The Obama administration and Russia have agreed to join forces in Syria against the Islamic State (ISIS/ISIL) and the Nusra Front, al Qaeda’s affiliate in Syria.
U.S. Secretary of State John Kerry has refused to make some details of the deal public, prompting critics to say the Obama administration has conceded too much.
The agreement is expected to benefit the Russian-backed regime of Syrian dictator Bashar al-Assad and his allies, which include Shiite Iran and its terror proxy Hezbollah, by helping to take out some of their most effective enemies — the Sunni terrorist groups ISIS and the Nusra Front.
Prior to announcing the agreement on July 15, Kerry met with Russian President Vladimir Putin about increasing military and intelligence cooperation against ISIS and the Nusra Front.
In a statement, John Kirby, a U.S. State Department spokesperson, said of Kerry’s meeting with Putin:
The secretary expressed concern about repeated violations of the cessation of hostilities by the Syrian regime. The two also discussed the need to increase pressure on terrorist groups like Daesh [ISIS] and the al Qaeda affiliate in Syria, Jabhat al Nusra.
Secretary Kerry emphasized that absent concrete, near-term steps, diplomatic efforts could not continue indefinitely.
After meeting Putin, Kerry held discussions with his Russian counterpart Sergey Lavrov.
During a joint press conference with Lavrov, the secretary of State noted that fragile ceasefire in Syria brokered by Washington and Moscow has been plagued by two problems: relentless indiscriminate bombings by Assad and Nusra Front attacks, “sometimes with members of different oppositions joining with them.”
We have agreed to steps that, if implemented in good faith, can address two serious problems that I’ve just described about the cessation. It is possible to help restore the cessation of hostilities, significantly reduce the violence, and help create the space for a genuine and credible political transition.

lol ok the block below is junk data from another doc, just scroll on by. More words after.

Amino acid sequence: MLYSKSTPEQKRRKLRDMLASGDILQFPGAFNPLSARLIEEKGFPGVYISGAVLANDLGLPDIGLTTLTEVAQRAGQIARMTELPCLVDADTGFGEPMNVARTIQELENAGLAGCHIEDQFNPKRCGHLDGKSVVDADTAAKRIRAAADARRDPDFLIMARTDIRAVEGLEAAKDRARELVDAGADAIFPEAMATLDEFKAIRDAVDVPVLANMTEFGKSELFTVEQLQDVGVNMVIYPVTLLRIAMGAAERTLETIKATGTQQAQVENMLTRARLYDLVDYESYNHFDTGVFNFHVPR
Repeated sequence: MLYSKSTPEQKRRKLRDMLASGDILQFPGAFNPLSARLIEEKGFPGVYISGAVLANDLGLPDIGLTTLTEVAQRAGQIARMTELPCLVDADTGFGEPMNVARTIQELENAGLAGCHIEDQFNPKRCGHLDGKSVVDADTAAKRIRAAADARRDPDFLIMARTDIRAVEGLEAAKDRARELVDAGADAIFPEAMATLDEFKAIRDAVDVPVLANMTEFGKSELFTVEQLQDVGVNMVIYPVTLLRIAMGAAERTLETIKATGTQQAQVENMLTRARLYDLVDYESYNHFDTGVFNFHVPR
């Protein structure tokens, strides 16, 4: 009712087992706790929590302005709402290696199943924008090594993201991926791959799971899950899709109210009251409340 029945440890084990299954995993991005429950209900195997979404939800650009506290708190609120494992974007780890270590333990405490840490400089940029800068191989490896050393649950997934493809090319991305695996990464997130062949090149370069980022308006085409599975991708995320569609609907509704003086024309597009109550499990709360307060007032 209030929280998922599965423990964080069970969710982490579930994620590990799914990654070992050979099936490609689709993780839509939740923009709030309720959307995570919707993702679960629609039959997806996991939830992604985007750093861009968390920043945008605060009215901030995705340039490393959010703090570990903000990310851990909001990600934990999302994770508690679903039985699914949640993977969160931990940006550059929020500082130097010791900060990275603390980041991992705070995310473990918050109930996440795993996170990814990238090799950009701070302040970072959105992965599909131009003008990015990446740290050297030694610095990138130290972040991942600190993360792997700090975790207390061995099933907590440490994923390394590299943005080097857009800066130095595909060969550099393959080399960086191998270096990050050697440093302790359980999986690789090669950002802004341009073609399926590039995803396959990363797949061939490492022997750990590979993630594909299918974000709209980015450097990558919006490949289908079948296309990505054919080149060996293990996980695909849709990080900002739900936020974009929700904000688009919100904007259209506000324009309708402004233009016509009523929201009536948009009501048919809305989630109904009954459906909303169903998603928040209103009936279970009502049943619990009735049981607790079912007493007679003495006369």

Now, the concrete steps that we’ve agreed on are not going to be laid out in public in some long list because we want them to work and because they need more work in order to work. I want to emphasize, though, they are not based on trust.
Kerry’s refusal to publicize details of the deal prompted critics to accuse the Obama administration of conceding too much, reports The New York Times (NYT).
Before Kerry’s trip to Russia, The Washington Post (WaPo) highlighted the proposed U.S.-Russia agreement:
Citing the text of the proposal he obtained, WaPo’s Josh Rogin reports:
It would open the way for deep cooperation between U.S. and Russian military and intelligence agencies and coordinated air attacks by American and Russian planes on Syrian rebels deemed to be terrorists…
While this would expand the U.S. counterterrorism mission in Syria, it would also be a boon for the [Bashar al] Assad regime, which could see the forces it is fighting dramatically weakened…It would give Russian President Vladimir Putin something he has long wanted: closer military relations with the United States and a thawing of his international isolation. That’s why the Pentagon was initially opposed to the plan.
Iran and Hezbollah, who are fighting on behalf of Assad, would also be in a position to capitalize on the deal’s intended purpose.
The Times also acknowledges:
The proposal generated deep unease at the Pentagon and in some quarters of the State Department, where the plan was seen as too conciliatory to both the Russians and the Syrian president…
The agreement has also raised alarms because it might lead the United States to support or even participate in strikes against groups fighting Mr. Assad. One of the great complications of the Syrian civil war is figuring out which groups should be considered rebels focused on ousting the Assad government — a goal the United States supports — and which groups are aligned with Al Qaeda or the Islamic State, both of which Washington has designated as terrorist organizations and has vowed to defeat.
The deal comes after a top Obama administration official acknowledged that the U.S. focus on ISIS has allowed its rival the Nusra Front to become the “largest” al-Qaeda affiliate “in history.”
The Nusra Front has been one of the most effective anti-Assad forces, and American-backed rebel groups often coordinate their activities with its units. In Russia’s view, that means that Washington is effectively supporting the Nusra Front and that the American-backed groups are legitimate targets. So a joint campaign against the group not only would appear to concede Russia’s point, but could also bring American firepower to bear against the strongest anti-Assad military force and a sometime partner of Washington’s allies.